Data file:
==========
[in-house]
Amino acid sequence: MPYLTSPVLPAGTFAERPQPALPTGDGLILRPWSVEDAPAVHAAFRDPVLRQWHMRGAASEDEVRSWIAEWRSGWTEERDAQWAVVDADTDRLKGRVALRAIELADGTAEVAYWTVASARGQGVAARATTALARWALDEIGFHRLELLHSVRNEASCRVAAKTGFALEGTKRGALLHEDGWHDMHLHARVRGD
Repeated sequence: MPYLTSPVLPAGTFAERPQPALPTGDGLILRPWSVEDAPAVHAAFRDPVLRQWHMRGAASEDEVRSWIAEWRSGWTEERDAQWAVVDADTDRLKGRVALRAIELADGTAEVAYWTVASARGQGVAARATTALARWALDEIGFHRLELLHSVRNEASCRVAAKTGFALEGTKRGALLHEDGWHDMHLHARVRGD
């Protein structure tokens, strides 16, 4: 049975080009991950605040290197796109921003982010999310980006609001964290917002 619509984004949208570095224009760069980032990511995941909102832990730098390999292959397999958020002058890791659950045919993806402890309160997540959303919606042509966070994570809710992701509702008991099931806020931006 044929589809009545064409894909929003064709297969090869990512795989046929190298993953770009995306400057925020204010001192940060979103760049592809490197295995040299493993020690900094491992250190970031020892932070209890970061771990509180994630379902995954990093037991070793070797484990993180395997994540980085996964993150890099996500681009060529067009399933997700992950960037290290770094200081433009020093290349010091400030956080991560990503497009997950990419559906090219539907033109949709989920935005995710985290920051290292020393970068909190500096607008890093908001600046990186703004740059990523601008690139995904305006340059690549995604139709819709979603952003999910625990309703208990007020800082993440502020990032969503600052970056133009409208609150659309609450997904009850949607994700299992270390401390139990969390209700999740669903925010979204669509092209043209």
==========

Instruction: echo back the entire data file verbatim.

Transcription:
[in-house]
Amino acid sequence: MPYLTSPVLPAGTFAERPQPALPTGDGLILRPWSVEDAPAVHAAFRDPVLRQWHMRGAASEDEVRSWIAEWRSGWTEERDAQWAVVDADTDRLKGRVALRAIELADGTAEVAYWTVASARGQGVAARATTALARWALDEIGFHRLELLHSVRNEASCRVAAKTGFALEGTKRGALLHEDGWHDMHLHARVRGD
Repeated sequence: MPYLTSPVLPAGTFAERPQPALPTGDGLILRPWSVEDAPAVHAAFRDPVLRQWHMRGAASEDEVRSWIAEWRSGWTEERDAQWAVVDADTDRLKGRVALRAIELADGTAEVAYWTVASARGQGVAARATTALARWALDEIGFHRLELLHSVRNEASCRVAAKTGFALEGTKRGALLHEDGWHDMHLHARVRGD
């Protein structure tokens, strides 16, 4: 049975080009991950605040290197796109921003982010999310980006609001964290917002 619509984004949208570095224009760069980032990511995941909102832990730098390999292959397999958020002058890791659950045919993806402890309160997540959303919606042509966070994570809710992701509702008991099931806020931006 044929589809009545064409894909929003064709297969090869990512795989046929190298993953770009995306400057925020204010001192940060979103760049592809490197295995040299493993020690900094491992250190970031020892932070209890970061771990509180994630379902995954990093037991070793070797484990993180395997994540980085996964993150890099996500681009060529067009399933997700992950960037290290770094200081433009020093290349010091400030956080991560990503497009997950990419559906090219539907033109949709989920935005995710985290920051290292020393970068909190500096607008890093908001600046990186703004740059990523601008690139995904305006340059690549995604139709819709979603952003999910625990309703208990007020800082993440502020990032969503600052970056133009409208609150659309609450997904009850949607994700299992270390401390139990969390209700999740669903925010979204669509092209043209």